Since late April, Japanese immigration authorities have turned away 16 Britons in the lead up to the World Cup soccer finals, which began Friday in Seoul, according to a British police officer.
Ron Hogg, assistant chief constable with northern England’s Durham Constabulary, has been working with Japanese authorities on measures to prevent soccer hooligans from ruining the monthlong tournament in Japan and South Korea.
Hogg said eight of the 16 Britons were denied entry to the country due to drug records or other infringements of Japanese laws. A total of 324 people have been turned away since late April for similar reasons, he added.
The reasons for the deportation of the remaining eight is unknown, according to the British Embassy in Tokyo. One Briton has also been deported from South Korea, it added.
Some 1,030 people, including those with criminal records related to soccer violence, were prohibited from leaving Britain and ordered to surrender their passports in the leadup to the finals, Hogg said.
Over the past few days, a number of Britons have been refused entry into Japan and were later deported because their names were on a hooligan watch list, which was compiled based on information provided by foreign police.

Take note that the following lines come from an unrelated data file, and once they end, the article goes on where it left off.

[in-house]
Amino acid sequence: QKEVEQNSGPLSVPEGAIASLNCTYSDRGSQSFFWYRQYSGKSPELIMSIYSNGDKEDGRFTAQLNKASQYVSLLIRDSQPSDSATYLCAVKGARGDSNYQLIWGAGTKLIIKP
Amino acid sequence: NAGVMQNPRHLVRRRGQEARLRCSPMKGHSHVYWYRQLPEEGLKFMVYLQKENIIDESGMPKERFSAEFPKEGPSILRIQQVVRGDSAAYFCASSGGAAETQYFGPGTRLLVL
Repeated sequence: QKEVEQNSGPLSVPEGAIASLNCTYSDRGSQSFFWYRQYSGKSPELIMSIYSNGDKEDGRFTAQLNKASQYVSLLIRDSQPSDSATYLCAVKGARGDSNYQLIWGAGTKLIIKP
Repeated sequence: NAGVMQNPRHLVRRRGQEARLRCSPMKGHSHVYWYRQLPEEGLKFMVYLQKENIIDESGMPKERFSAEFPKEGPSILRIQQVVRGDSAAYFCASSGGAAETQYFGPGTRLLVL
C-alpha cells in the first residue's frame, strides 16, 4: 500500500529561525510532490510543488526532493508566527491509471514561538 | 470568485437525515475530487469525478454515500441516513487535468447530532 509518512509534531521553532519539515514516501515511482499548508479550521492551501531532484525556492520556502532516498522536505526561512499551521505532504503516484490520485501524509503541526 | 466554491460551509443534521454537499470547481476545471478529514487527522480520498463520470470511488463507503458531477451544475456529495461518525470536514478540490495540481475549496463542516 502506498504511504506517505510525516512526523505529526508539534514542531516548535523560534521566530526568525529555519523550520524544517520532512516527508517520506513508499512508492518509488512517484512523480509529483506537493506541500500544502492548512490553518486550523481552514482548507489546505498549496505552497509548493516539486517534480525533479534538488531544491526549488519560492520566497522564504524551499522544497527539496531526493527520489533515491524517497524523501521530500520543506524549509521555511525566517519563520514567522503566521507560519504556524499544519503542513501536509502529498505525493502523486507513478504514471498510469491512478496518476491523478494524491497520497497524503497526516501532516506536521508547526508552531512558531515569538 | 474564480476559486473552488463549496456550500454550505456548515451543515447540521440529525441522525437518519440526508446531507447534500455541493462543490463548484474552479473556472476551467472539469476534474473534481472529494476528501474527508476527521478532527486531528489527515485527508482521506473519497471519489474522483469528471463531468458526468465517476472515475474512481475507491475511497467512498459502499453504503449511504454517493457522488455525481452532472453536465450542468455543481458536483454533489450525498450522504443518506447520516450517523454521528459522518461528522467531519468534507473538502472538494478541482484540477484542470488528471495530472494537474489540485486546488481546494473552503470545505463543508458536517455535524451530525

British police officials say up to 8,000 fans from Britain are expected to come to Japan, and 7,000 of them have game tickets.
The soccer finals will run until June 30.
Soccer fans complain
LONDON (Kyodo) Three British soccer fans who traveled to Japan this week to watch the World Cup complained on Thursday of abusive Japanese police scrutiny and said they would not mind packing their bags and leaving the country.
The three Britons made their complaint in a radio interview from Tokyo with the BBC broadcasting network.
One soccer fan who traveled from Manchester said he was held for nine hours when he arrived at Narita airport on Tuesday, adding he was grilled at length by police about his past and about his friends.
He said he was followed by police after being allowed to enter the country and was repeatedly photographed by police.
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